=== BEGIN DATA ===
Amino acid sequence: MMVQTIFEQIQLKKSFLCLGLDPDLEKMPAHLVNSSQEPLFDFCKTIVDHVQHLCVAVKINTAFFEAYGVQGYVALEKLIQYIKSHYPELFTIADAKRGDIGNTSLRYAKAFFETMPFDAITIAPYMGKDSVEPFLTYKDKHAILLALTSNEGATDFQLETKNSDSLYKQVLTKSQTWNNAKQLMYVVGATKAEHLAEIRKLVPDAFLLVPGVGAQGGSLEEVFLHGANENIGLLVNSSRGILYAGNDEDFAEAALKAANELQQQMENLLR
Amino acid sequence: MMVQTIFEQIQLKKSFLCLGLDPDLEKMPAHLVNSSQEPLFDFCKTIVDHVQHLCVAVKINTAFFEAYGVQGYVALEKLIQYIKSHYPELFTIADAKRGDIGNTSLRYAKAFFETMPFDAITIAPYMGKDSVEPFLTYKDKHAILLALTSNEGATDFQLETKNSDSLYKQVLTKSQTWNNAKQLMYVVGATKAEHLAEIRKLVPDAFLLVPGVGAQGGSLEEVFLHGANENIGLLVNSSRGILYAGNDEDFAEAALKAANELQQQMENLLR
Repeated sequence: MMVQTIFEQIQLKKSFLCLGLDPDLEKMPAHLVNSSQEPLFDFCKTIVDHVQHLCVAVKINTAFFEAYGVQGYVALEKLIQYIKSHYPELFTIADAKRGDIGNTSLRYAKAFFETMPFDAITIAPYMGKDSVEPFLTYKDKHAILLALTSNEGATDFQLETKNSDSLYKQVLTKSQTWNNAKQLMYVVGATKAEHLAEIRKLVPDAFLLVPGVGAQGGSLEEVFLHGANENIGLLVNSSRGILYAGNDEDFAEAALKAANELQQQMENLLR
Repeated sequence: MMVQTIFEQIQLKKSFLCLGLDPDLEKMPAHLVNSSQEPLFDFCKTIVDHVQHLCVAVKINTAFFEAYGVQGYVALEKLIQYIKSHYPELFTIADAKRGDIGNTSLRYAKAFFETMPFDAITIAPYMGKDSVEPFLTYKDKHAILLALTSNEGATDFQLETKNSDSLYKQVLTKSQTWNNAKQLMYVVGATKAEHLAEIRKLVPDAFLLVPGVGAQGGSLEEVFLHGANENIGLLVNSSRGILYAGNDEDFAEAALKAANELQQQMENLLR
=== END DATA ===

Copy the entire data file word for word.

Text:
Amino acid sequence: MMVQTIFEQIQLKKSFLCLGLDPDLEKMPAHLVNSSQEPLFDFCKTIVDHVQHLCVAVKINTAFFEAYGVQGYVALEKLIQYIKSHYPELFTIADAKRGDIGNTSLRYAKAFFETMPFDAITIAPYMGKDSVEPFLTYKDKHAILLALTSNEGATDFQLETKNSDSLYKQVLTKSQTWNNAKQLMYVVGATKAEHLAEIRKLVPDAFLLVPGVGAQGGSLEEVFLHGANENIGLLVNSSRGILYAGNDEDFAEAALKAANELQQQMENLLR
Amino acid sequence: MMVQTIFEQIQLKKSFLCLGLDPDLEKMPAHLVNSSQEPLFDFCKTIVDHVQHLCVAVKINTAFFEAYGVQGYVALEKLIQYIKSHYPELFTIADAKRGDIGNTSLRYAKAFFETMPFDAITIAPYMGKDSVEPFLTYKDKHAILLALTSNEGATDFQLETKNSDSLYKQVLTKSQTWNNAKQLMYVVGATKAEHLAEIRKLVPDAFLLVPGVGAQGGSLEEVFLHGANENIGLLVNSSRGILYAGNDEDFAEAALKAANELQQQMENLLR
Repeated sequence: MMVQTIFEQIQLKKSFLCLGLDPDLEKMPAHLVNSSQEPLFDFCKTIVDHVQHLCVAVKINTAFFEAYGVQGYVALEKLIQYIKSHYPELFTIADAKRGDIGNTSLRYAKAFFETMPFDAITIAPYMGKDSVEPFLTYKDKHAILLALTSNEGATDFQLETKNSDSLYKQVLTKSQTWNNAKQLMYVVGATKAEHLAEIRKLVPDAFLLVPGVGAQGGSLEEVFLHGANENIGLLVNSSRGILYAGNDEDFAEAALKAANELQQQMENLLR
Repeated sequence: MMVQTIFEQIQLKKSFLCLGLDPDLEKMPAHLVNSSQEPLFDFCKTIVDHVQHLCVAVKINTAFFEAYGVQGYVALEKLIQYIKSHYPELFTIADAKRGDIGNTSLRYAKAFFETMPFDAITIAPYMGKDSVEPFLTYKDKHAILLALTSNEGATDFQLETKNSDSLYKQVLTKSQTWNNAKQLMYVVGATKAEHLAEIRKLVPDAFLLVPGVGAQGGSLEEVFLHGANENIGLLVNSSRGILYAGNDEDFAEAALKAANELQQQMENLLR